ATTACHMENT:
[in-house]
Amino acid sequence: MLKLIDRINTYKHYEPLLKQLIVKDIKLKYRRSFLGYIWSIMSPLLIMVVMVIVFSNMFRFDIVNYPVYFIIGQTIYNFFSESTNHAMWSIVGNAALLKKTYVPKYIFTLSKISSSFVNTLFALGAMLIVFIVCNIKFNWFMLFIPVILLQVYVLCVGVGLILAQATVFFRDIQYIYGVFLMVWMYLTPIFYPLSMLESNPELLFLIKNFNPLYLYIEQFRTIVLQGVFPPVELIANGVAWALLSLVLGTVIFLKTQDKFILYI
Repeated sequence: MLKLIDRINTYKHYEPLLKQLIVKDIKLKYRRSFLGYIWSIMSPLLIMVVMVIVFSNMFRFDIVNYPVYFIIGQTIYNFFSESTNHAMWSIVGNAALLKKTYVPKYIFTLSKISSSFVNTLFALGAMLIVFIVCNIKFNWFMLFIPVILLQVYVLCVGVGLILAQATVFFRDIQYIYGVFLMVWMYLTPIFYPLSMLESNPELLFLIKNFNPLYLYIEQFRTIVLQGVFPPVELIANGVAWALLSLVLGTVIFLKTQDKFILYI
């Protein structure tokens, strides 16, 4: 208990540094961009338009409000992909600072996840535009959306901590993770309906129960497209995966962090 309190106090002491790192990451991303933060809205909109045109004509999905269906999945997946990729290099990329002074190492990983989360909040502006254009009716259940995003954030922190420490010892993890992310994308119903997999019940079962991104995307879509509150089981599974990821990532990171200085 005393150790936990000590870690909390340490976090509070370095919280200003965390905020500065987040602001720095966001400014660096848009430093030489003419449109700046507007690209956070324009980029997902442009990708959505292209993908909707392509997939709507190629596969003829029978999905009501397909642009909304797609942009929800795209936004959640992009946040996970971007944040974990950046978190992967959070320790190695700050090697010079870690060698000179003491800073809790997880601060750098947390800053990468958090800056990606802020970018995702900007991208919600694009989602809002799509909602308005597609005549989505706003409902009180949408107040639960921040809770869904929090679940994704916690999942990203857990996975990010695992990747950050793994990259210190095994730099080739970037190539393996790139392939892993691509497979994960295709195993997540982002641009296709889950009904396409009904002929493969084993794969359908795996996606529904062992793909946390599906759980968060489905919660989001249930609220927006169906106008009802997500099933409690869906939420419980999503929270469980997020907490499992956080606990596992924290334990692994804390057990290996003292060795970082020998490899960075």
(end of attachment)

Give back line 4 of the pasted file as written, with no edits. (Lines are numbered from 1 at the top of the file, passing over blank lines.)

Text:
């Protein structure tokens, strides 16, 4: 208990540094961009338009409000992909600072996840535009959306901590993770309906129960497209995966962090 309190106090002491790192990451991303933060809205909109045109004509999905269906999945997946990729290099990329002074190492990983989360909040502006254009009716259940995003954030922190420490010892993890992310994308119903997999019940079962991104995307879509509150089981599974990821990532990171200085 005393150790936990000590870690909390340490976090509070370095919280200003965390905020500065987040602001720095966001400014660096848009430093030489003419449109700046507007690209956070324009980029997902442009990708959505292209993908909707392509997939709507190629596969003829029978999905009501397909642009909304797609942009929800795209936004959640992009946040996970971007944040974990950046978190992967959070320790190695700050090697010079870690060698000179003491800073809790997880601060750098947390800053990468958090800056990606802020970018995702900007991208919600694009989602809002799509909602308005597609005549989505706003409902009180949408107040639960921040809770869904929090679940994704916690999942990203857990996975990010695992990747950050793994990259210190095994730099080739970037190539393996790139392939892993691509497979994960295709195993997540982002641009296709889950009904396409009904002929493969084993794969359908795996996606529904062992793909946390599906759980968060489905919660989001249930609220927006169906106008009802997500099933409690869906939420419980999503929270469980997020907490499992956080606990596992924290334990692994804390057990290996003292060795970082020998490899960075």